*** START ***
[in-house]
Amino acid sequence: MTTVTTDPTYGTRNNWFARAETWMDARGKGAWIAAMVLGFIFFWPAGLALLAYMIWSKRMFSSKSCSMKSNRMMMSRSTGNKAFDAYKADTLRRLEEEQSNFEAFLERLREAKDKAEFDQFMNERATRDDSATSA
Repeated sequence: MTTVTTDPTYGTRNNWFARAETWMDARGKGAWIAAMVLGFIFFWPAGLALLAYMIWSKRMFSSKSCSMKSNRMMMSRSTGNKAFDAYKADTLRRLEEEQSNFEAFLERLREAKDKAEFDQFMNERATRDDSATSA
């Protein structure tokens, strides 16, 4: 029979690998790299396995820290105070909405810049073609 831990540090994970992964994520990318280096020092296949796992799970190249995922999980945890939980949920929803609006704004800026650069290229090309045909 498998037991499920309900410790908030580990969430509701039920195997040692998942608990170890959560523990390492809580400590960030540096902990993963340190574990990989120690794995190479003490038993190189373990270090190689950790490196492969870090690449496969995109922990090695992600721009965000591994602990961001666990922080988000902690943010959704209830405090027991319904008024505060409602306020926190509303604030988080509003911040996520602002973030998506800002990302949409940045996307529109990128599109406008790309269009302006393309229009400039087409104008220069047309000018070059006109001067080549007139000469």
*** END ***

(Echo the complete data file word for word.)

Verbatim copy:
[in-house]
Amino acid sequence: MTTVTTDPTYGTRNNWFARAETWMDARGKGAWIAAMVLGFIFFWPAGLALLAYMIWSKRMFSSKSCSMKSNRMMMSRSTGNKAFDAYKADTLRRLEEEQSNFEAFLERLREAKDKAEFDQFMNERATRDDSATSA
Repeated sequence: MTTVTTDPTYGTRNNWFARAETWMDARGKGAWIAAMVLGFIFFWPAGLALLAYMIWSKRMFSSKSCSMKSNRMMMSRSTGNKAFDAYKADTLRRLEEEQSNFEAFLERLREAKDKAEFDQFMNERATRDDSATSA
């Protein structure tokens, strides 16, 4: 029979690998790299396995820290105070909405810049073609 831990540090994970992964994520990318280096020092296949796992799970190249995922999980945890939980949920929803609006704004800026650069290229090309045909 498998037991499920309900410790908030580990969430509701039920195997040692998942608990170890959560523990390492809580400590960030540096902990993963340190574990990989120690794995190479003490038993190189373990270090190689950790490196492969870090690449496969995109922990090695992600721009965000591994602990961001666990922080988000902690943010959704209830405090027991319904008024505060409602306020926190509303604030988080509003911040996520602002973030998506800002990302949409940045996307529109990128599109406008790309269009302006393309229009400039087409104008220069047309000018070059006109001067080549007139000469």